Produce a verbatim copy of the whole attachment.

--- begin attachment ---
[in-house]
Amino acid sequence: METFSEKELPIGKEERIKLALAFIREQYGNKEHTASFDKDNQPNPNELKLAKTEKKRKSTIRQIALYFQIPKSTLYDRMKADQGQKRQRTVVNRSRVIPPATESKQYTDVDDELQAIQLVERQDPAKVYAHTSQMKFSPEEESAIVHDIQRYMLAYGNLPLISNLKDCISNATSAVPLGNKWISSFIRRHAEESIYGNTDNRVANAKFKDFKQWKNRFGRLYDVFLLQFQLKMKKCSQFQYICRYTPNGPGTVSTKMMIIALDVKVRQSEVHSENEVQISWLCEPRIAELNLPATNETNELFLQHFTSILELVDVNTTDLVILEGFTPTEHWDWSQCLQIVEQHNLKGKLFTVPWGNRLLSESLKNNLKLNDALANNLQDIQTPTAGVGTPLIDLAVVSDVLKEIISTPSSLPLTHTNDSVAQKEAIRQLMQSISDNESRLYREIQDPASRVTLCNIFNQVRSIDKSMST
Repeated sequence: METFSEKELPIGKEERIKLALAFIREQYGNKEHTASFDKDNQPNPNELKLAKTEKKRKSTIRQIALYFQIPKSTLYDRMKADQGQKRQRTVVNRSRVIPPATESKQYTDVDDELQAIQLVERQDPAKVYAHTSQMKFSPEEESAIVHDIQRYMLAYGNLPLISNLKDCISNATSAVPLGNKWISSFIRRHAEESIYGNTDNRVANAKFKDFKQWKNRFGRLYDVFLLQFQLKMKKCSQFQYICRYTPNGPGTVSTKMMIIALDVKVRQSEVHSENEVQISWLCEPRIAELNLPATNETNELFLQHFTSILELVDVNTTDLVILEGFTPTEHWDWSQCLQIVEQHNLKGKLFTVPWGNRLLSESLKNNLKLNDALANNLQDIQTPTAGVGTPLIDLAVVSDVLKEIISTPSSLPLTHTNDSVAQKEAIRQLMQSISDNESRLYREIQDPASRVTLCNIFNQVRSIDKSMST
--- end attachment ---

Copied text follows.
[in-house]
Amino acid sequence: METFSEKELPIGKEERIKLALAFIREQYGNKEHTASFDKDNQPNPNELKLAKTEKKRKSTIRQIALYFQIPKSTLYDRMKADQGQKRQRTVVNRSRVIPPATESKQYTDVDDELQAIQLVERQDPAKVYAHTSQMKFSPEEESAIVHDIQRYMLAYGNLPLISNLKDCISNATSAVPLGNKWISSFIRRHAEESIYGNTDNRVANAKFKDFKQWKNRFGRLYDVFLLQFQLKMKKCSQFQYICRYTPNGPGTVSTKMMIIALDVKVRQSEVHSENEVQISWLCEPRIAELNLPATNETNELFLQHFTSILELVDVNTTDLVILEGFTPTEHWDWSQCLQIVEQHNLKGKLFTVPWGNRLLSESLKNNLKLNDALANNLQDIQTPTAGVGTPLIDLAVVSDVLKEIISTPSSLPLTHTNDSVAQKEAIRQLMQSISDNESRLYREIQDPASRVTLCNIFNQVRSIDKSMST
Repeated sequence: METFSEKELPIGKEERIKLALAFIREQYGNKEHTASFDKDNQPNPNELKLAKTEKKRKSTIRQIALYFQIPKSTLYDRMKADQGQKRQRTVVNRSRVIPPATESKQYTDVDDELQAIQLVERQDPAKVYAHTSQMKFSPEEESAIVHDIQRYMLAYGNLPLISNLKDCISNATSAVPLGNKWISSFIRRHAEESIYGNTDNRVANAKFKDFKQWKNRFGRLYDVFLLQFQLKMKKCSQFQYICRYTPNGPGTVSTKMMIIALDVKVRQSEVHSENEVQISWLCEPRIAELNLPATNETNELFLQHFTSILELVDVNTTDLVILEGFTPTEHWDWSQCLQIVEQHNLKGKLFTVPWGNRLLSESLKNNLKLNDALANNLQDIQTPTAGVGTPLIDLAVVSDVLKEIISTPSSLPLTHTNDSVAQKEAIRQLMQSISDNESRLYREIQDPASRVTLCNIFNQVRSIDKSMST